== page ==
A trade delegation from China made significant purchasing agreements on July 13, signing contracts for 460 million bushels of U.S. Soy worth more than $5 billion at a USSEC-hosted event in Des Moines, Iowa. This amount is more than $1 billion more than contracts signed at similar events last year and is a near-record amount.

The delegation represents Chinese buyers from more than 11 companies, who were hosted by USSEC with support from the United Soybean Board (USB), American Soybean Association (ASA), and Iowa Soybean Association (ISA). The trade delegation was led by Bian Zhenhu, president of the China Chamber of Commerce for Import and Export of Foodstuffs, Native Produce and Animal By-products (CFNA).

With the world’s largest swineherd and a growing middle class eating more meat and consuming more protein, China remains U.S. Soy’s number one customer. The country buys more than 60 percent of all soybeans exported worldwide.

“The U.S. Soy industry has a rich, 35-year history working with Chinese industries,” says Xiaoping Zhang, USSEC Country Director–China. “This week’s event, and the participation of Bian Zhenhu and the CFNA, symbolizes the value of U.S. soybean farmers’ 2017 crop, before it’s even harvested – and is evidence of the enhanced trade agreements between the two countries.”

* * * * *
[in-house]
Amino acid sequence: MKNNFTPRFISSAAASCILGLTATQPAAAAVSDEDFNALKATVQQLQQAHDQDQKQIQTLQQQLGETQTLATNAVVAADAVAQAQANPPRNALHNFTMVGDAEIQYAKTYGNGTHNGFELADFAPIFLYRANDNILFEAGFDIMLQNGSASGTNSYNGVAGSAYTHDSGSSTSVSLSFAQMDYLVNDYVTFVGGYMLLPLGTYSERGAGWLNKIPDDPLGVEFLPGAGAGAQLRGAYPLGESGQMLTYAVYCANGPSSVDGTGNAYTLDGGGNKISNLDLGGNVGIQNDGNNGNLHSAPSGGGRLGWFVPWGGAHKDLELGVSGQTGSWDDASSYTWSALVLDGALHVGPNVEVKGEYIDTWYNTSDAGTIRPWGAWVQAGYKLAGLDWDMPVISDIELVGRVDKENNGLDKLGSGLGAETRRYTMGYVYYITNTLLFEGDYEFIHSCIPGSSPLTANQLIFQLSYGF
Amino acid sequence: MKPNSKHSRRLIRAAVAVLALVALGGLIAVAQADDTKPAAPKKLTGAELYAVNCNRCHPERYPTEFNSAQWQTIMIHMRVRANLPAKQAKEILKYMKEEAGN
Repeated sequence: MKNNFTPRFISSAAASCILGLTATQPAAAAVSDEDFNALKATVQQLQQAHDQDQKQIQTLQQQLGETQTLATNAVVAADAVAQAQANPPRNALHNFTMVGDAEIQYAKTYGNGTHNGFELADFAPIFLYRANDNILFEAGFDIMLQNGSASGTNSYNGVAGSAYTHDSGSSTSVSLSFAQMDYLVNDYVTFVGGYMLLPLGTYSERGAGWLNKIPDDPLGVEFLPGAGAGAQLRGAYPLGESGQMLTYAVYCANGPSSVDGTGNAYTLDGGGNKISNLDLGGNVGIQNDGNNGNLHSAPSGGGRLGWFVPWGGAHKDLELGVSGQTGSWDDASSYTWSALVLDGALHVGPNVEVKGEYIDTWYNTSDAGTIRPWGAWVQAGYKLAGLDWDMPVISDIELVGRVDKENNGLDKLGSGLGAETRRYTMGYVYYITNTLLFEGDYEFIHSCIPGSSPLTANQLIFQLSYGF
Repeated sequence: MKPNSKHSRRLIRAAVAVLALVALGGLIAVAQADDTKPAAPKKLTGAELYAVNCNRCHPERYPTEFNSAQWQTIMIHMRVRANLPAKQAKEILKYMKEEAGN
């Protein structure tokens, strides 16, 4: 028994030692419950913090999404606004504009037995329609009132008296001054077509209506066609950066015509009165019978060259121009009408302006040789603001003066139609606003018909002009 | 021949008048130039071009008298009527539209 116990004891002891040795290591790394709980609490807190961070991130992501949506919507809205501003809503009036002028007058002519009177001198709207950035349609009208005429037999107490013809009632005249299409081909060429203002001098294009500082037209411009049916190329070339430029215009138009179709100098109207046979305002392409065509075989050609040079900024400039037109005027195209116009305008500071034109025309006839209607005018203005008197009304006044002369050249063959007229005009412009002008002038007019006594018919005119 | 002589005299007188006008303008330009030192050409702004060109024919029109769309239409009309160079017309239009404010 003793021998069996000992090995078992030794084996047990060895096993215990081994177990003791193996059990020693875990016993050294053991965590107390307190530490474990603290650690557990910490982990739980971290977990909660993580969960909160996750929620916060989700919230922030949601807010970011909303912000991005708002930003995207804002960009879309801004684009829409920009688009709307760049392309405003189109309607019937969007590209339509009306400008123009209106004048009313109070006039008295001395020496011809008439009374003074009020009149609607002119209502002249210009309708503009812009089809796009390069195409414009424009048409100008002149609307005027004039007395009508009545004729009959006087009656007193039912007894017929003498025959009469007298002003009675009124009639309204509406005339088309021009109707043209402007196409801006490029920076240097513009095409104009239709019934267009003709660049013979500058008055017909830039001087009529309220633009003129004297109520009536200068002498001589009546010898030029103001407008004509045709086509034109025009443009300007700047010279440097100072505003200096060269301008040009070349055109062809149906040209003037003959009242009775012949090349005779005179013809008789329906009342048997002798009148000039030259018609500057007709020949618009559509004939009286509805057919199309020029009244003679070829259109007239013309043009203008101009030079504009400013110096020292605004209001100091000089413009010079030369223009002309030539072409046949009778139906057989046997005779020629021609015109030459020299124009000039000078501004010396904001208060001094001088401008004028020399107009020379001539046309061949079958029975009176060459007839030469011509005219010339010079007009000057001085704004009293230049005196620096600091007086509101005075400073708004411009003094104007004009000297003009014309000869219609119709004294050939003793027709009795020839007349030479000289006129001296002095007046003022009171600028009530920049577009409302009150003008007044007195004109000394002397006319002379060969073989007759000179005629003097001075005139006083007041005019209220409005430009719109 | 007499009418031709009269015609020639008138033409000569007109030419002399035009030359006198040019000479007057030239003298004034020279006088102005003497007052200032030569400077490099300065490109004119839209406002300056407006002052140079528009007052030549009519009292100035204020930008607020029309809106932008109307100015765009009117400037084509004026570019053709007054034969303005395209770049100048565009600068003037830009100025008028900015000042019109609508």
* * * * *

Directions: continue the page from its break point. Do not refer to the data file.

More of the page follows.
Photo courtesy of Joseph L. Murphy/Iowa Soybean Association

China’s preference for U.S. Soy can be attributed in large part to the U.S. Soy Advantage, including exceptional composition, a consistent supply and a sustainable product.

“U.S. soybean farmers can feel confident in the long-term, global demand that exists for the products they grow,” says USSEC chairman and Nebraska soybean farmer Jim Miller. “U.S. soybean farmers have done an exceptional job of rising to meet the demands of their global customers, from sustainability to compositional quality. This commitment shows our global customers are taking notice.”

And taking notice they are, as participants traveled 7,500 miles to attend this week’s ceremony in Iowa.

“We buy U.S. soybeans because they are sustainable and backed by reliable support,” says Chinese delegation member Jeffrey Zu, who participated in the signing ceremony.